The National Association of Realtors today reported that cheaper home prices and borrowing costs helped push sales of existing homes higher in September.

According to NAR, existing-home sales (including single-family, townhomes, condominiums and co-ops) rose to a seasonally adjusted annual rate of 5.18 million units last month, up 5.5 percent from August and up 1.4 percent from September 2007.

The National Association of Realtors today reported that cheaper home prices and borrowing costs helped push sales of existing homes higher in September.

According to NAR, existing-home sales (including single-family, townhomes, condominiums and co-ops) rose to a seasonally adjusted annual rate of 5.18 million units last month, up 5.5 percent from August and up 1.4 percent from September 2007.

"Compared to a fairly small share of foreclosures or short sales a year ago, distressed sales are currently 35 to 40 percent of transactions," said Lawrence Yun, NAR’s chief economist, in a statement. "These are pulling the median price down because many are being sold at discounted prices. The current market is not being dominated by speculative investors. Rather, 80 percent of current buyers are purchasing a primary residence, which is a bit higher than historic norms."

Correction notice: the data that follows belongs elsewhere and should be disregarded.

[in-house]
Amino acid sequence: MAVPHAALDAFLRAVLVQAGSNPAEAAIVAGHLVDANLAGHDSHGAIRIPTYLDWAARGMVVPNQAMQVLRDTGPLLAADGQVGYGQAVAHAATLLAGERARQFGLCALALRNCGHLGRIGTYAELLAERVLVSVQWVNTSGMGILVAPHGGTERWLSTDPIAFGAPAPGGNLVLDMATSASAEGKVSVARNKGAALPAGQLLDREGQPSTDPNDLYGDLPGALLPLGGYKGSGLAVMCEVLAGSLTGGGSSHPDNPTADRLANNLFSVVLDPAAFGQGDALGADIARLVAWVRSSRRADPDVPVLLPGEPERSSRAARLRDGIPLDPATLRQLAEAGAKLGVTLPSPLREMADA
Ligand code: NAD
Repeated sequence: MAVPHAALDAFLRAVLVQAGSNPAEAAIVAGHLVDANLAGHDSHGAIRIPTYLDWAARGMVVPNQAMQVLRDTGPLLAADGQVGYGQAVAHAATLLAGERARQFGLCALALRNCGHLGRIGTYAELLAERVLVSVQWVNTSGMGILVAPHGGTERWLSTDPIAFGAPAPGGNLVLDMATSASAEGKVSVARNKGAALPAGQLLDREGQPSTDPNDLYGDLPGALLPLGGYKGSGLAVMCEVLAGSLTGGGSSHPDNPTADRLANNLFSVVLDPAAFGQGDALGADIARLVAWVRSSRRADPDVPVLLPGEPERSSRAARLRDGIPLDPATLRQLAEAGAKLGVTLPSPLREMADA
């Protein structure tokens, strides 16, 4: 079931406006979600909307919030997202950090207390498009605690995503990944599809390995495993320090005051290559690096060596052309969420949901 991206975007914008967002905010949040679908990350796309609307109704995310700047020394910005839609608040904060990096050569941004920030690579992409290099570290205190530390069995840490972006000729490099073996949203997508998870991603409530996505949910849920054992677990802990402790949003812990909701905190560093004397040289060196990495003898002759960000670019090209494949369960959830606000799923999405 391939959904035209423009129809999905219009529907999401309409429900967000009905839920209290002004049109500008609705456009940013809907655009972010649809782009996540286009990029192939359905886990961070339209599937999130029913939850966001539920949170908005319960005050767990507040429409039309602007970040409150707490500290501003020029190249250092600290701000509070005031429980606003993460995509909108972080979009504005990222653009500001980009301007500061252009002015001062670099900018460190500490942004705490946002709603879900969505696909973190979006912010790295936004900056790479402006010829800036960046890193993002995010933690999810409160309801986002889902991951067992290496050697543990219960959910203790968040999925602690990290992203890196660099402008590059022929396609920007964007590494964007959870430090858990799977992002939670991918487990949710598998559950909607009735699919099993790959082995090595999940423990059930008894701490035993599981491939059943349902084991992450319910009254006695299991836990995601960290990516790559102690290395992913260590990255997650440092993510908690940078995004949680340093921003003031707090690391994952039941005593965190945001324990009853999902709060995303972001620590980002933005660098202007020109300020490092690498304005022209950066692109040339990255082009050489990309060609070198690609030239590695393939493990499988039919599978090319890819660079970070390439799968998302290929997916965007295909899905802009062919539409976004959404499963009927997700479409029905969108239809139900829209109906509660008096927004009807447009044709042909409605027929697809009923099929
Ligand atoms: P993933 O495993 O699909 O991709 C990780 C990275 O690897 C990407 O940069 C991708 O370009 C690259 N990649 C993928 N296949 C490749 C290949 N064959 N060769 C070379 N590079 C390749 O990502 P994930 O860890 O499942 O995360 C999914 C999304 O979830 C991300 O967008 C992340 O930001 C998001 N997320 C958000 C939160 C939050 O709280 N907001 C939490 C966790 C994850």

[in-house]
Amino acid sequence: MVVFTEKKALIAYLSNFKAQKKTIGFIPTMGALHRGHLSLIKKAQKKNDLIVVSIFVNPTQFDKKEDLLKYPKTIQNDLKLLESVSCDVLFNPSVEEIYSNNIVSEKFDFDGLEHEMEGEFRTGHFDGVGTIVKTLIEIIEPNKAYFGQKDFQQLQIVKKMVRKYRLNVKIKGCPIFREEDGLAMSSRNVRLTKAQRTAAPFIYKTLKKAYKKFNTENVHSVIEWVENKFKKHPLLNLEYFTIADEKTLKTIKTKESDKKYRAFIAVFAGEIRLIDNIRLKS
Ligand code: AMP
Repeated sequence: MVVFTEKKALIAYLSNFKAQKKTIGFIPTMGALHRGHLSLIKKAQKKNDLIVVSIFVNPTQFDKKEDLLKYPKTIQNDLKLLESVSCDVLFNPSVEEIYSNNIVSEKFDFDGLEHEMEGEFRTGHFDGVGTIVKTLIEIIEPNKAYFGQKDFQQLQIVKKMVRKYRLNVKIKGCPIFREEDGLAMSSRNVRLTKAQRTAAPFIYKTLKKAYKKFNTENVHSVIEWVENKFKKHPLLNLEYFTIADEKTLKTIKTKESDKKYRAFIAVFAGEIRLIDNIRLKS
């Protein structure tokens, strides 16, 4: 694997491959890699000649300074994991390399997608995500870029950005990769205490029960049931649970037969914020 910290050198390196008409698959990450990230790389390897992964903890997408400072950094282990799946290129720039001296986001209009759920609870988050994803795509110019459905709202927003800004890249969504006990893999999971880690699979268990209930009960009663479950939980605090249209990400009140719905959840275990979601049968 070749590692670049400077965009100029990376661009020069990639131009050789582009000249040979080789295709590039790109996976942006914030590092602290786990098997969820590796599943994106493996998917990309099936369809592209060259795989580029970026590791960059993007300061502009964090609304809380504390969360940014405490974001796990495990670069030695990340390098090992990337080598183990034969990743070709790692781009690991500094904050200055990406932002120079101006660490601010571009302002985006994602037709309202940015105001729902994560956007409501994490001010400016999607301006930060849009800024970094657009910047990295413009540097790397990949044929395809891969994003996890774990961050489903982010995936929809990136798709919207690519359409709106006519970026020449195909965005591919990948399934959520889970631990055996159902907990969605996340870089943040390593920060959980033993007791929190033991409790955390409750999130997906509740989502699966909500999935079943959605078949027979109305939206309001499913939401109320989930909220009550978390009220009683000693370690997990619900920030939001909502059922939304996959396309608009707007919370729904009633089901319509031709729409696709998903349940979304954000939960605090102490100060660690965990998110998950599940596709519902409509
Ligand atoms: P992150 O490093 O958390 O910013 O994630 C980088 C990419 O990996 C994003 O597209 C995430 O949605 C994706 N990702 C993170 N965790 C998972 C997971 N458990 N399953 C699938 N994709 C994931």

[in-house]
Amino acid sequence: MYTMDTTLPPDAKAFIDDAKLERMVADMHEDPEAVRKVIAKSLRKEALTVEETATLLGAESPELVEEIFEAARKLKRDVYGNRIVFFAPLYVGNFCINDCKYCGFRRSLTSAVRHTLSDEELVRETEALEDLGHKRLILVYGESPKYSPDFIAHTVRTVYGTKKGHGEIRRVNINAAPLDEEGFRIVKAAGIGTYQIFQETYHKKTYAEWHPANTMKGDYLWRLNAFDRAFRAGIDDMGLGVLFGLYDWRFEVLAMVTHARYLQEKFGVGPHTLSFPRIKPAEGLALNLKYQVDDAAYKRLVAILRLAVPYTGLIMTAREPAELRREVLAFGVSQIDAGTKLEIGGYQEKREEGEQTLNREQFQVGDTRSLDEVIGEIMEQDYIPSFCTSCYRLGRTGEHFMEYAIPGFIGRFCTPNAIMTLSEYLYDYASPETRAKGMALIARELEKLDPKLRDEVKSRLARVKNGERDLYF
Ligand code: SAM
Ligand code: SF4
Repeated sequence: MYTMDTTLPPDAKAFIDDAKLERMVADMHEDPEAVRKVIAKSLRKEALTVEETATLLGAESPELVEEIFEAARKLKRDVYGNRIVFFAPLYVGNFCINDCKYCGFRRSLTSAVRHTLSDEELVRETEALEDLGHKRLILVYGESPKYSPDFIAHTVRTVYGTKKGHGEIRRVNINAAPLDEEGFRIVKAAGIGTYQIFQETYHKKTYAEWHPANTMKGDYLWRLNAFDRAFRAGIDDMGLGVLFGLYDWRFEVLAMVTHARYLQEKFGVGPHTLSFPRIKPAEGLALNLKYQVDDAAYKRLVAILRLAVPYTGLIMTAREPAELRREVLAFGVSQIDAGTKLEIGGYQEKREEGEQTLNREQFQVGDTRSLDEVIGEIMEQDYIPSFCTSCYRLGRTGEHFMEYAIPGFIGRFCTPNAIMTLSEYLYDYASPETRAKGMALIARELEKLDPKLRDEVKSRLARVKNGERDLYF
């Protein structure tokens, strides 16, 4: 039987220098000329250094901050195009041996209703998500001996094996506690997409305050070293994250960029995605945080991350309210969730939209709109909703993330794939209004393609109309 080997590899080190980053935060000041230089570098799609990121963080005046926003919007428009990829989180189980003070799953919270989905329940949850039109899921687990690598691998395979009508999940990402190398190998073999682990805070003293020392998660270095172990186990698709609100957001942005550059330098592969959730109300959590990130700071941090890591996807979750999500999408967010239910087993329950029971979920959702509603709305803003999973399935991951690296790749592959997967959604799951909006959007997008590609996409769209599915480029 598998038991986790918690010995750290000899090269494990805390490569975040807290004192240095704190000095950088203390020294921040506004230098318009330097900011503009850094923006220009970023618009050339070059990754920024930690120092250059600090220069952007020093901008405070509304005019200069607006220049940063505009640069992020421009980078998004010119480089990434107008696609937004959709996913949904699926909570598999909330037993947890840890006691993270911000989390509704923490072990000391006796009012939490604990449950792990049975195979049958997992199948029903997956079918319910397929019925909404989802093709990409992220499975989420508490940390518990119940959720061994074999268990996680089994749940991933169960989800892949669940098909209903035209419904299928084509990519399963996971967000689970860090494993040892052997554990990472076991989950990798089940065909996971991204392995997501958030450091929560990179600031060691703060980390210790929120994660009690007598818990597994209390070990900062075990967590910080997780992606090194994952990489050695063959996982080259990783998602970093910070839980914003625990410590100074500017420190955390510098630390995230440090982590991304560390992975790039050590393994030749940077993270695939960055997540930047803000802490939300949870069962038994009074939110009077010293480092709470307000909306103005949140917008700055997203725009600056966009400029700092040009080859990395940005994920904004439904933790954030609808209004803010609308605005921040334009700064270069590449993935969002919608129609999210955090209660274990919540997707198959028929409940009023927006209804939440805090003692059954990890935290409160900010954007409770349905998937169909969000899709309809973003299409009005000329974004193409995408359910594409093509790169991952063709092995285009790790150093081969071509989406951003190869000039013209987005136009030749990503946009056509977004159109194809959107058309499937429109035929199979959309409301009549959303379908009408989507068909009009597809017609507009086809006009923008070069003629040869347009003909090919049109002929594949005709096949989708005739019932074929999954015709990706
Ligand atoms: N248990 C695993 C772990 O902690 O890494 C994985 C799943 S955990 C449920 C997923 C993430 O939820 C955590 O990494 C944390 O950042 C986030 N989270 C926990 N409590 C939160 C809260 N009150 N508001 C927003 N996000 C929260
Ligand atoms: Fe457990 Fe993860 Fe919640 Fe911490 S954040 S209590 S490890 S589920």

While the average rate for a 30-year, conventional fixed-rate mortgage dipped from 6.48 percent in August to 6.04 percent in September, the national median existing-home price for all housing types fell 9 percent from a year ago to $191,600.

According to NAR, sales of existing homes jumped the most in the West (up 16.8 percent from August and up 34.4 percent from September 2007) and were up in all regions except for the Northeast where sales were down 1.2 percent from August and 7.7 percent from a year ago.

Priced dropped the most in the West (down 18.5 percent year-over-year to $253,600) and fell the least in the South (down 4.1 percent year-over-year to $167,200).

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